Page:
In Saber: Module-LWR based key exchange, the authors use a rounding function called $\textit{bits}$, defined (in page 3) as follows:

$bits(x, i, j)$, with $j \leq i$, gives $j$ consecutive bits of a positive integer $x$ ending at the $i$-th index (assuming the least significant bit in the $0$-th index), producing an integer in $\mathbb{Z}_{2^{j}}$.

How does this rounding function actually work? How does it relate to the rounding function typically used in Learning with Rounding, $\left\lfloor x \right\rceil_p = \left\lfloor \frac{p}{q}\cdot x\right\rceil\bmod p$?

  • $\begingroup$ I have little idea of MLWR, but might it just be the floor() function? $\endgroup$
    – ambiso
    Commented Nov 20, 2020 at 15:16

1 Answer 1


If $p$ and $q$ are powers of two, as in Saber, then multiplying and diving by $p$ and $q$ amounts to simple bit shift operations.

In Saber, $p = 2^{10}$ and $q = 2^{13}$. Thus, $p/q = 1/2^3$ and $x/8$ can be computed by a right-shift of 3 bits. Using the $bits$ notation, $\frac{p}{q}x = bits(x, \log(p/q), \log p)$.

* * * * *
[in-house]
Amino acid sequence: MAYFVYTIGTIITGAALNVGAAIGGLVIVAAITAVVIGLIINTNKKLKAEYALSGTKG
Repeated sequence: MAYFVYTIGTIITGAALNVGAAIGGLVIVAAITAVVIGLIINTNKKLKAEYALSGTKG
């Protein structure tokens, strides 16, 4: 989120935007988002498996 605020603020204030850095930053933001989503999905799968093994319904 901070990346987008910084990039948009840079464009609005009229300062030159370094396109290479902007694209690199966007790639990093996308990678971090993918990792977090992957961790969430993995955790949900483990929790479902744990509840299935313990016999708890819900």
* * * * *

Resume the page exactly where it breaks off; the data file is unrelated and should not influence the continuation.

But we can do better, and also compute the rounding operation in terms of the bits function. Right-shifting by some bits is equivalent to a floor operation. We can express rounding in terms of flooring, with $\lfloor x \rceil = \lfloor x + 1/2\rfloor$ (where $\lfloor x \rceil$ denotes rounding to the closest integer, and $\lfloor x \rfloor$ is the integer floor of $x$).

The same reasoning can be applied here. We want to add $1/2$ before the flooring operation. Since we are dividing everything by $8$, if we add $4$ to the original value $x$, we obtain $p/q( x + 4) = x/8 + 1/2$, as desired.

Hence, $\left\lfloor \frac{p}{q} x \right\rceil = bits(x + (\log p)/2, \log(p/q), \log p)$.

Note that this works only because $p$ and $q$ are powers of two. If Saber had chosen prime moduli, the scaling and rounding operations would be more involved than a simple addition and bitshift operation.


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